“Mama, I want to climb, Mama, Mama!”

I could sense his body tensing and his language getting more restrictive, the repeated, anxious “Mama” was always an indication that he was headed toward dysregulation. I lifted his body again, trying to avoid my own building anxiety. I placed his feet in the crook of the tree, but he clung to me and said,

“I want to climb the tree,” as if I was preventing him. We lowered to the ground and I offered,

“I wonder if we should take a break.”

“No!” he shouted, frustrated at the suggestion. “Lift me! Lift me!” he demanded.

As I lifted him, I could feel his body tensing,

“Mama, I can’t, Mama lift me, Mama I want to climb, Mama I can’t.”

He was stuck cognitively, as half his body lurched for the tree, and the other half clung to me, trapped between his nervous system’s need for safety and the part of him that was just a six-year-old wanting to climb a tree with his cousins. I held him halfway in the tree, halfway out, as he started to cry, and then yell. I brought him to the ground, and my sister gently ushered her children to another part of the park.

“I want to climb the tree, Mama, lift me, lift me!”

I lifted him, hoping that he would relax without the audience, but as I lifted him, his body fought against me, and he lurched away and kicked. I brought him to the ground again and he started screaming,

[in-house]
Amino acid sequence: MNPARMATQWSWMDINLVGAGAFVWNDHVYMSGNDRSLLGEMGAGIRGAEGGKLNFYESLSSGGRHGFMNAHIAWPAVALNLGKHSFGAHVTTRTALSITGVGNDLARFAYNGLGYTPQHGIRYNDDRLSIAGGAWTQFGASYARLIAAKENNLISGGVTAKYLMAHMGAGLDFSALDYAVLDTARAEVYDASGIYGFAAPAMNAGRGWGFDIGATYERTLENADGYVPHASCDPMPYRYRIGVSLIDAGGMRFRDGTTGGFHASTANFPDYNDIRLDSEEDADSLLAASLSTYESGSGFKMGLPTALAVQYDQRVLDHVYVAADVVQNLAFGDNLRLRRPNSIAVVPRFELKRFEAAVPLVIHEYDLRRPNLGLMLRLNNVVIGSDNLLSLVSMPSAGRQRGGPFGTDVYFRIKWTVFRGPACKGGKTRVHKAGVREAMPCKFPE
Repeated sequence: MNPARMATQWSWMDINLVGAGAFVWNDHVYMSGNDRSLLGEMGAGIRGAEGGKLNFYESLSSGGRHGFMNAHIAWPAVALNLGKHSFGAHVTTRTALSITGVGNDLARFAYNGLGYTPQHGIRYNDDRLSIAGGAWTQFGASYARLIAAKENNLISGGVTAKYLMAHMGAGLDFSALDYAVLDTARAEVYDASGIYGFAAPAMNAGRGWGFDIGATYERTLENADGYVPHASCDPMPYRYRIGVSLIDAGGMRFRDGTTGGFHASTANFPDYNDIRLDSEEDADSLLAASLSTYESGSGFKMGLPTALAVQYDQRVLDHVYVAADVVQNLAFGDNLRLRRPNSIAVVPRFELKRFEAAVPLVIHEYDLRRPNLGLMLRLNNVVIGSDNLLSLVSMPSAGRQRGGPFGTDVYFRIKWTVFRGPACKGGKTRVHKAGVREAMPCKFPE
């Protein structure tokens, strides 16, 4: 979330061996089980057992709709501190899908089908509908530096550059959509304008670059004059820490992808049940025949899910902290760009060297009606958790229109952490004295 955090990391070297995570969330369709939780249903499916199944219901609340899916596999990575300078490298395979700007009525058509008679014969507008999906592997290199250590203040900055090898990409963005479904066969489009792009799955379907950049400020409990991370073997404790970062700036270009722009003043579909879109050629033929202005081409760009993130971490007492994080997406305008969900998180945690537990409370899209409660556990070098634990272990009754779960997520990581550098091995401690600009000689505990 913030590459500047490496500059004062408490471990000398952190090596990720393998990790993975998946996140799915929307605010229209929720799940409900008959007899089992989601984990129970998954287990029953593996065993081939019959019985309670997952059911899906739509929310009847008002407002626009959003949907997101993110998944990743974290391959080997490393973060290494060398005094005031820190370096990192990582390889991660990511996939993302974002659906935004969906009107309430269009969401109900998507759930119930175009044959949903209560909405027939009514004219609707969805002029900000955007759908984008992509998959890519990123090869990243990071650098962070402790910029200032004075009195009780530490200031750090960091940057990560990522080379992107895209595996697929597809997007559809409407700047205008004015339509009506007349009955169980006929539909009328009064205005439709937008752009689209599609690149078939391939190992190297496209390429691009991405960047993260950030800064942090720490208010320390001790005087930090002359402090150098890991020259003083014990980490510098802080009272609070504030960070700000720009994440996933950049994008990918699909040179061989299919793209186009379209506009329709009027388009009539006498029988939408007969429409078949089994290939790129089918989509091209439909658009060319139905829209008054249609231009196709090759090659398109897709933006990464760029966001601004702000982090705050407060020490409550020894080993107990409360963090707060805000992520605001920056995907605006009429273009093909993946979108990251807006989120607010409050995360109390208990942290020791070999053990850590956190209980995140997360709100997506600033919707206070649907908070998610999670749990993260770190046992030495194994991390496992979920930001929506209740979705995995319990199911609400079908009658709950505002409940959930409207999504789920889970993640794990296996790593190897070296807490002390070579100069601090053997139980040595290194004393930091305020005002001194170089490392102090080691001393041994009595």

“My body won’t let me!” over and over. “Why can’t I do it!?” he cried, as he sat at the end of an exercise bench pounding the ground with his feet, tears streaming down his face. “I can’t stop.”

I sat nearby, but not too close, because if I approached, his body jerked away and he let out a mixture of a shout and a growl.

I held back my own tears, because his suffering was so clear. I could see how much he wanted to, but could not, climb the tree. And seeing him there, stuck between his extremely sensitive threat response and his “self,” it reminded me of a video I had watched recently by Kristy Forbes. In the video, Forbes explains how the neurobiological response to perceived threat is not under the PDA child’s control and separate from the “person" (see the 5:45 minute mark).